If my first campaign post was about the chances of a BC Liberals victory on May 14th (spoiler: right now, the odds are very close, if not exactly, zero), my second is about how manys seats the BC NDP can expect or hope for.
Looking at the most recent polls (from Ekos, Angus-Reid or Ipsos), the NDP is clearly ahead in term of voting intentions. If the election was held today, the only possible outcome would be a BC NDP government. However, would it necessarily be a majority one? Could the NDP sweep the province the same way the Liberals did in 2001? The short answers are, respectively, yes and yes.
For the majority, I'm using the numbers from Angus-Reid (Ekos is a little bit old and Ipsos doesn't provide enough details to the public. In any case, all three recent polls agree. On top of that, remember that the 1000 simulations take care of the uncertainty regarding polls. In other words, if the NDP is at 45%, there will be scenarios with the party is as low as 38% or as high as 52% in my model). So, using these numbers, the lowest possible number of seats for Adrian Dix's party is currently 47. Remember (or discover if you're new to this site), it means that even in the worst case scenario where the NDP would perform significantly lower than what the polls predict (and thus the Liberals or another party would perform much better than expected) AND be inefficient in the repartition of its votes, this party could not get less than 47 seats. This is good enough for a (small) majority. So, as of right now, not only is the BC NDP sure to win, this party is even sure to get a majority! In case you're curious, the best result for the Liberals would be 35 seats. For the Green and the Conservatives, 1 and 9 respectively.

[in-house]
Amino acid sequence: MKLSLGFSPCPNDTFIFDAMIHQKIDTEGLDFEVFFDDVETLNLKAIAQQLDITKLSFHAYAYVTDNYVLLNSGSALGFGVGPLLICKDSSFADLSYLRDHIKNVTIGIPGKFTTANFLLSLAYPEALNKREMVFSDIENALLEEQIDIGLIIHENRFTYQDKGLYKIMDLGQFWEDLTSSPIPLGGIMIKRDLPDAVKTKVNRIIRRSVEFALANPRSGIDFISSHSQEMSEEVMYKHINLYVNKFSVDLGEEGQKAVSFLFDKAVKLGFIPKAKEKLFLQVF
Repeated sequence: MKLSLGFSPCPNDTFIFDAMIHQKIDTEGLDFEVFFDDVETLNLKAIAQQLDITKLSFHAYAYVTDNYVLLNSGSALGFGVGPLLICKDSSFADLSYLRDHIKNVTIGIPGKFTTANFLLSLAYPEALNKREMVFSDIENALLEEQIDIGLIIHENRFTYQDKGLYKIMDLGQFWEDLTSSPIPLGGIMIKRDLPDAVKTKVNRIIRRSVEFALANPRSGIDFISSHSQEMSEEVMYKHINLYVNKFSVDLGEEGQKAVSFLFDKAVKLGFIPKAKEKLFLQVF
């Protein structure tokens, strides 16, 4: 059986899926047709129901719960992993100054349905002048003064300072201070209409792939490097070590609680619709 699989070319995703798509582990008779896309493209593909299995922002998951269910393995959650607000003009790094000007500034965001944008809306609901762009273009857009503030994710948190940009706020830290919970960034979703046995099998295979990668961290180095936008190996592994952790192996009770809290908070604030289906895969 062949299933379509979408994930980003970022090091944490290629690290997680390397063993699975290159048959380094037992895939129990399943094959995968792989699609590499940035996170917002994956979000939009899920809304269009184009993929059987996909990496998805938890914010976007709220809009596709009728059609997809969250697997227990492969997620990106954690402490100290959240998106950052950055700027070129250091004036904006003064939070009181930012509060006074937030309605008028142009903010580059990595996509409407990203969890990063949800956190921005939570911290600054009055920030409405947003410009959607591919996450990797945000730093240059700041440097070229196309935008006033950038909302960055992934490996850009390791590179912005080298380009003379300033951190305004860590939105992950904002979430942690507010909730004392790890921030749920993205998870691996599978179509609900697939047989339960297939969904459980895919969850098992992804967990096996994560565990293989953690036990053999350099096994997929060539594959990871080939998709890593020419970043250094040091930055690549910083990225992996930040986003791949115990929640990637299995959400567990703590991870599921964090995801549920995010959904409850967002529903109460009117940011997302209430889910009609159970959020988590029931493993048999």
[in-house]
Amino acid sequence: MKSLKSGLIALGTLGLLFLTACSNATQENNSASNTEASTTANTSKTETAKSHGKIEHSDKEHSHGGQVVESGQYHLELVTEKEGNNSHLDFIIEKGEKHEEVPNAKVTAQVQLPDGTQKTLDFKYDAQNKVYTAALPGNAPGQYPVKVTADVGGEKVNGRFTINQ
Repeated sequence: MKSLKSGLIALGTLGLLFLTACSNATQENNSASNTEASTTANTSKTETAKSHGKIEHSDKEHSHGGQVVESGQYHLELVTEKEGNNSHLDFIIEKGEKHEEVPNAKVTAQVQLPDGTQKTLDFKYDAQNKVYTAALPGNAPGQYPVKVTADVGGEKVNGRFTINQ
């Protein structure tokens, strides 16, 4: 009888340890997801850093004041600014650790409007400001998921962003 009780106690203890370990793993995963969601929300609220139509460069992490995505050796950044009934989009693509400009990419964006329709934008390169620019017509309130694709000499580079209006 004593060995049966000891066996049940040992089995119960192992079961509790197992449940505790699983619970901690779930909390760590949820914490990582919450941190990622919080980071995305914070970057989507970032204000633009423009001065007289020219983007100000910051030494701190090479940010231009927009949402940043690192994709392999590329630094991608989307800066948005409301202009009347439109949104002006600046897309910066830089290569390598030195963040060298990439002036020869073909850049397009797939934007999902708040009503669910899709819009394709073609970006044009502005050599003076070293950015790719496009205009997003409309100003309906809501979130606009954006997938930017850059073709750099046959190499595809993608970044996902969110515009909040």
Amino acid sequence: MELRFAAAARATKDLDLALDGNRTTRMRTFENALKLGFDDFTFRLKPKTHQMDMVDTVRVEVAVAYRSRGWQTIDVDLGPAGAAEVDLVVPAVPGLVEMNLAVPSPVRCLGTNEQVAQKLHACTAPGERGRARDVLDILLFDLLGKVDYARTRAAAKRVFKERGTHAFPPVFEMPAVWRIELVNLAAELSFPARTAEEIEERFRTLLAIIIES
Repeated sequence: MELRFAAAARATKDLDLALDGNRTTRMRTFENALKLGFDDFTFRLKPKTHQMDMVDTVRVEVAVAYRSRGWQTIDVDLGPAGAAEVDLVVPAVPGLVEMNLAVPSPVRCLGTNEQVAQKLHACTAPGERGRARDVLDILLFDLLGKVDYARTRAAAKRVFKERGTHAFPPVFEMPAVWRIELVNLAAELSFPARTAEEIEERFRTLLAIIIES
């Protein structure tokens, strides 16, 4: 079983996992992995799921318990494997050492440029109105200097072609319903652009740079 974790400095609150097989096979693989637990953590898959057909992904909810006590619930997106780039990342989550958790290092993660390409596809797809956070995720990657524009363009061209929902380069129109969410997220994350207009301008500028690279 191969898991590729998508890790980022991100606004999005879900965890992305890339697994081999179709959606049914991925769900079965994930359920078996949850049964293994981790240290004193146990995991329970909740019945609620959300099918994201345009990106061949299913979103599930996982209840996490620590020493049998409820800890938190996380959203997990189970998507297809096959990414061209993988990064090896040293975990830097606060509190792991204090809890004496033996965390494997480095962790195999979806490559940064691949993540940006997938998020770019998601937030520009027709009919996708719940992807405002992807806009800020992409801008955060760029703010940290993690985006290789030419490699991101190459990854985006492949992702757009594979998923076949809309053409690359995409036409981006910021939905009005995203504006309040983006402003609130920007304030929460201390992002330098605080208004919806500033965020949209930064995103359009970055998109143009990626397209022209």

Then we have the second question: what if the NDP actually performs even better than what the polls predict? After all, there is no reason (a priori) to believe that the polls could be biased or skewed in one direction only. Could the BC NDP sweep the province? BC isn't foreign to this situation. In 2001 the Liberals won 77 of the (then) 79 seats of the legislative assembly. They achieved this by getting "only" 57.6% of the vote. The electoral system and some bad luck (or inefficiency) for the NDP did the rest. So, could we see a complete reversal of the 2001 outcome?
Actually, it does seem to be possible. First of all, it would require an important underestimation of the popular vote share of the NDP. In my 1000 simulations, the NDP best case is to get 53% of the vote. This is going even beyond the normal margins of error (but not completely impossible, especially if the latest Ipsos poll was actually right). In terms of seats, the highest number Adrian Dix could get is 80! 80 out of 85 is pretty similar to 77 out of 79.
Please notice the implications of these numbers. As of right now, based on the polls and the past elections results, the BC NDP is more likely to win 80 seats than to lose the election! This is a pretty comfy situation Adrian Dix is in right now! In term of suspense, this is definitely not the best election.
My next article will look at the impact the Conservatives could have. In particular, how high can they get and who do they hurt.